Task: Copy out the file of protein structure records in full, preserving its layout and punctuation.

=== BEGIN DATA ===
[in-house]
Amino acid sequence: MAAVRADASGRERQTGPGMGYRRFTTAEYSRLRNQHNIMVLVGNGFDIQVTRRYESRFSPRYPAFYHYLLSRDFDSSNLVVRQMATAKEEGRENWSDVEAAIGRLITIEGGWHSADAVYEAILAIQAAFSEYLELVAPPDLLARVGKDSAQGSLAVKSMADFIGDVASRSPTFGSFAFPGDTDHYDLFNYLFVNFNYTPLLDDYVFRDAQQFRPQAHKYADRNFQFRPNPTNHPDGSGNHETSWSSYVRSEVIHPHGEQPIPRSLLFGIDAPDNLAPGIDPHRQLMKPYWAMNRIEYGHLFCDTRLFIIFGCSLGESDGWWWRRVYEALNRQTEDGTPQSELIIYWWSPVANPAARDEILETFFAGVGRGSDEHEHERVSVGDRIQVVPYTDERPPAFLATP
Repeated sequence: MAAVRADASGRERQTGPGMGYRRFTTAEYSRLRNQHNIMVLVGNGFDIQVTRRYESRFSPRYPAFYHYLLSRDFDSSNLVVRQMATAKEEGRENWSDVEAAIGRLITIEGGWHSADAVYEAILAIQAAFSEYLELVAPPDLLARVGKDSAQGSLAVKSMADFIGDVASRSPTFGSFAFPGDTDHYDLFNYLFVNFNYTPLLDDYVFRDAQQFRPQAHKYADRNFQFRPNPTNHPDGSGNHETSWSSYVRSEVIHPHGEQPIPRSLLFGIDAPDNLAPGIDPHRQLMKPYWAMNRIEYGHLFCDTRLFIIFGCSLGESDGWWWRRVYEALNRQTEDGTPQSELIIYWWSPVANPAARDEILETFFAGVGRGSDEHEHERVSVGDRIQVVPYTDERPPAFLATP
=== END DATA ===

[in-house]
Amino acid sequence: MAAVRADASGRERQTGPGMGYRRFTTAEYSRLRNQHNIMVLVGNGFDIQVTRRYESRFSPRYPAFYHYLLSRDFDSSNLVVRQMATAKEEGRENWSDVEAAIGRLITIEGGWHSADAVYEAILAIQAAFSEYLELVAPPDLLARVGKDSAQGSLAVKSMADFIGDVASRSPTFGSFAFPGDTDHYDLFNYLFVNFNYTPLLDDYVFRDAQQFRPQAHKYADRNFQFRPNPTNHPDGSGNHETSWSSYVRSEVIHPHGEQPIPRSLLFGIDAPDNLAPGIDPHRQLMKPYWAMNRIEYGHLFCDTRLFIIFGCSLGESDGWWWRRVYEALNRQTEDGTPQSELIIYWWSPVANPAARDEILETFFAGVGRGSDEHEHERVSVGDRIQVVPYTDERPPAFLATP
Repeated sequence: MAAVRADASGRERQTGPGMGYRRFTTAEYSRLRNQHNIMVLVGNGFDIQVTRRYESRFSPRYPAFYHYLLSRDFDSSNLVVRQMATAKEEGRENWSDVEAAIGRLITIEGGWHSADAVYEAILAIQAAFSEYLELVAPPDLLARVGKDSAQGSLAVKSMADFIGDVASRSPTFGSFAFPGDTDHYDLFNYLFVNFNYTPLLDDYVFRDAQQFRPQAHKYADRNFQFRPNPTNHPDGSGNHETSWSSYVRSEVIHPHGEQPIPRSLLFGIDAPDNLAPGIDPHRQLMKPYWAMNRIEYGHLFCDTRLFIIFGCSLGESDGWWWRRVYEALNRQTEDGTPQSELIIYWWSPVANPAARDEILETFFAGVGRGSDEHEHERVSVGDRIQVVPYTDERPPAFLATP